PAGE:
In role playing games, there's a common class of strategies that involve taking all your resources and pouring them into synergies around a specific approach. This leaves everything else (typically, "dump stats") at hilariously low levels – so your fighter has only enough intelligence to barely talk – minimizing the things you won't need and maximizing the things essential to your one approach, hence the term. This works pretty well for games, and specialization is a big advantage to the modern economy – so why don't people Min/Max in real life?
Don't get me twisted – people shouldn't. I've lived the strange half-life of someone good at one thing. It's pretty sad, and not a life well lived by any measure. But the idea that you should get multiple professional skills that combine well makes sense. So there's a balancing here, and I think it's worth taking a moment to consider how we ought to balance things.
A useful metaphor might be ADHD medications used by people without ADHD. People online report that, while it makes some people very productive, if you aren't well prepared, you can use that focus to very diligently read every Wikipedia page about bird Pokemon, for hours. It might give people without attention issues too much focus – without the normal diversion of curiosity, they'd follow whatever strange path they end up on, leading to lots of wasted time that they only notice in hindsight. Spending your time better requires a divergent, creative, unfocused mind. You need to let yourself get pulled in dozens of different directions before you combine all the options together. Most creative work requires some of this, to be done well.
If you invest too much in a single strategy, it can prevent you from getting the skills and insight needed to notice a different path. And, in the scope of the world, I think we can all agree: things are becoming more complex, and changing faster, than ever. So why would you want to lock in one strategy, when you ought to be using an inherently divergent, minimally synergistic Multi-Armed Bandit optimization. The details don't matter much (although it's important to know people have studied how to optimize things you don't understand well), but you ought to take into account the systemic risk that your strategy will stink. In the long run, we'll all be wrong.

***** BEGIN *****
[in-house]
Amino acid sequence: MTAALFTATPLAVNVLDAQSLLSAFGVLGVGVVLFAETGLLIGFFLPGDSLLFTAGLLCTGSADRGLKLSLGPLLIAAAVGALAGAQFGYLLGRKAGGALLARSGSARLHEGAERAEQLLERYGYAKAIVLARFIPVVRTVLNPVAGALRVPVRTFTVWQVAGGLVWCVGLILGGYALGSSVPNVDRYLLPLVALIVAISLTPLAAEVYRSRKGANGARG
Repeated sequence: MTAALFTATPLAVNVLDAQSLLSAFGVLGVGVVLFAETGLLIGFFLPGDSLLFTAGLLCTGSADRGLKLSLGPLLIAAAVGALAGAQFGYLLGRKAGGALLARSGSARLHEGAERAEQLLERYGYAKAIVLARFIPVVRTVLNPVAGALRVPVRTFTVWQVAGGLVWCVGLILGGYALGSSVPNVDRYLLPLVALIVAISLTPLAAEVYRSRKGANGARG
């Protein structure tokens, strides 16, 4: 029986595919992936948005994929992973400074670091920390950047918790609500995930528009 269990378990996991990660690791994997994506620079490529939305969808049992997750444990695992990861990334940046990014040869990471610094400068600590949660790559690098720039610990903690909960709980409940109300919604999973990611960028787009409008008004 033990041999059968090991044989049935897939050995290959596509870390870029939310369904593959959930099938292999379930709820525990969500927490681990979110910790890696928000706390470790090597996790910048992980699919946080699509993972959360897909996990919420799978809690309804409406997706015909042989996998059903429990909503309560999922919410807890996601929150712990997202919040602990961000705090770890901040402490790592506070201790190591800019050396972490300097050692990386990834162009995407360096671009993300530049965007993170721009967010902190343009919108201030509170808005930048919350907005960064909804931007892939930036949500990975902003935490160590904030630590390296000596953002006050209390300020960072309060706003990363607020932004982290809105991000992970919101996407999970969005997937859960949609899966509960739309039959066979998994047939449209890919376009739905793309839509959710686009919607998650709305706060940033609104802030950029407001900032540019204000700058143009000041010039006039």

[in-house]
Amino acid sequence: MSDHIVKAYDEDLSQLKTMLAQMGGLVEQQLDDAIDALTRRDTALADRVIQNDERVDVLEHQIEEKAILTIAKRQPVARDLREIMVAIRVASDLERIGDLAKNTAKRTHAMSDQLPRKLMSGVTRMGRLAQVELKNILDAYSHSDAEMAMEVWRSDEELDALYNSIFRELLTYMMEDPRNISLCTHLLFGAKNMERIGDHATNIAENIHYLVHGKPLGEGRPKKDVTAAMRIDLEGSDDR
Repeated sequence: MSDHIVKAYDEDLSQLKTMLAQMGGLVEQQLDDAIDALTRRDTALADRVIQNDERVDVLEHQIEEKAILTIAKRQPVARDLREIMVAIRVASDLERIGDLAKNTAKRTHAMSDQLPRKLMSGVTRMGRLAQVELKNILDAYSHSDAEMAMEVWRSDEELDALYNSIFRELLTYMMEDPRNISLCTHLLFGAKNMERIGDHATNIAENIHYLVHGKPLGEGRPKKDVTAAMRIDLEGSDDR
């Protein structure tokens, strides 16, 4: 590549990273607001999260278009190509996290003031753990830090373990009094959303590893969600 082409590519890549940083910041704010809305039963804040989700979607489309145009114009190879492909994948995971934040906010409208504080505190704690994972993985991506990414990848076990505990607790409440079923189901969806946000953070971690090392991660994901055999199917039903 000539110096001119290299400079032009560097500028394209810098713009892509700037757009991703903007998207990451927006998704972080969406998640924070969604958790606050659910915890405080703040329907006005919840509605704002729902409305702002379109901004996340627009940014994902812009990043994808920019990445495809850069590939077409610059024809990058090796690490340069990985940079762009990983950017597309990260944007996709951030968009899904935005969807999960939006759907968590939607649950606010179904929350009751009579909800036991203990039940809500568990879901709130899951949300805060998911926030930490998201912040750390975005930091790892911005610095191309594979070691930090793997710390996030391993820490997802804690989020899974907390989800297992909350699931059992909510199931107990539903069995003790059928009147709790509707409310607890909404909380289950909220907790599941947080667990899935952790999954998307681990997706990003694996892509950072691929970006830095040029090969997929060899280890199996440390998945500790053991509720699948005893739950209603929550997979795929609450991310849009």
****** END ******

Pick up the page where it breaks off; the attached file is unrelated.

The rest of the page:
The second lens we ought to use is frustrated artists. There's a strange waste to having Charles Bukowski and William Faulkner work at the post office (as they both did). Their hobbies, which are how we incubate new skills and talents which we aren't getting money from yet, were unrelated to their work. Ideally, you'd get synergies very quickly – who wouldn't want to be on the receiving end of a corporate memo penned by a legendary American author? For some, like a front-end web developer learning graphic design, you'd hardly need to ask how they benefit from the hobby. An accountant learning law? Bingo! But a frustrated artist can have a tremendous body of talent they're leaving at home, and that's clearly no good for anyone. Plenty of jobs involve writing, and communication is hard to avoid, so they ought to have both practice and advantage at work – except post offices are notoriously mechanical and isolating, to the point that they're an excellent island of relieve for people with Autism Spectrum Disorder. Clearly, Faulkner didn't Min/Max nearly enough.
My third lens is tradition. I think my younger self was just barely functional (particularly when I was 15-16). I couldn't ever maintain any tradition, truly. I couldn't start a family, because no one would truly wish to have such a narrowly skilled person as a partner. I didn't know how to take care of myself, and wasn't quick to learn – how could I ever take care of someone else? And yet, that's the core of every tradition. Without family, none of the other parts matter.
I'm sorry I don't have a simple answer. I just have ways to notice when we focus too much on one thing, or maybe too little. Maybe we can build a bigger library of tools for this, together?